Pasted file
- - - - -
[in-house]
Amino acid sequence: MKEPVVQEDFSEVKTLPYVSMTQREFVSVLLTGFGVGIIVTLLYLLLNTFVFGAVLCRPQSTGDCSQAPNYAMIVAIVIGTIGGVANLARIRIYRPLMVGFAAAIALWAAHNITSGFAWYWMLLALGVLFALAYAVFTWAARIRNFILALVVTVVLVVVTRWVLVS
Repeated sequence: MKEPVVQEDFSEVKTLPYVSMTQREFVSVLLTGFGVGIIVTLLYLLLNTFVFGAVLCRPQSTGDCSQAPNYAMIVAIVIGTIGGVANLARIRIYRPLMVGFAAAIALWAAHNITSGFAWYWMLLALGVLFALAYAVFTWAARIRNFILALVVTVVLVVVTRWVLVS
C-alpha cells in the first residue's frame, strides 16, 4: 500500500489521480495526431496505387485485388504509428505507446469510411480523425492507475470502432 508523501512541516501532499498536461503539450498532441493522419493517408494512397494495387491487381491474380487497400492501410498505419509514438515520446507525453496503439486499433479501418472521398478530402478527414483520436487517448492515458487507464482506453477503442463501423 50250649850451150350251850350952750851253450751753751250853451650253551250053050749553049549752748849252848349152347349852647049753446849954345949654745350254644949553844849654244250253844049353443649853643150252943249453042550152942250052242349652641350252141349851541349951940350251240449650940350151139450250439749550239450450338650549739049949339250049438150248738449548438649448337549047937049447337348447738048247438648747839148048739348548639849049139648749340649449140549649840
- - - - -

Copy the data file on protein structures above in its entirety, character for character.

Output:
[in-house]
Amino acid sequence: MKEPVVQEDFSEVKTLPYVSMTQREFVSVLLTGFGVGIIVTLLYLLLNTFVFGAVLCRPQSTGDCSQAPNYAMIVAIVIGTIGGVANLARIRIYRPLMVGFAAAIALWAAHNITSGFAWYWMLLALGVLFALAYAVFTWAARIRNFILALVVTVVLVVVTRWVLVS
Repeated sequence: MKEPVVQEDFSEVKTLPYVSMTQREFVSVLLTGFGVGIIVTLLYLLLNTFVFGAVLCRPQSTGDCSQAPNYAMIVAIVIGTIGGVANLARIRIYRPLMVGFAAAIALWAAHNITSGFAWYWMLLALGVLFALAYAVFTWAARIRNFILALVVTVVLVVVTRWVLVS
C-alpha cells in the first residue's frame, strides 16, 4: 500500500489521480495526431496505387485485388504509428505507446469510411480523425492507475470502432 508523501512541516501532499498536461503539450498532441493522419493517408494512397494495387491487381491474380487497400492501410498505419509514438515520446507525453496503439486499433479501418472521398478530402478527414483520436487517448492515458487507464482506453477503442463501423 50250649850451150350251850350952750851253450751753751250853451650253551250053050749553049549752748849252848349152347349852647049753446849954345949654745350254644949553844849654244250253844049353443649853643150252943249453042550152942250052242349652641350252141349851541349951940350251240449650940350151139450250439749550239450450338650549739049949339250049438150248738449548438649448337549047937049447337348447738048247438648747839148048739348548639849049139648749340649449140549649840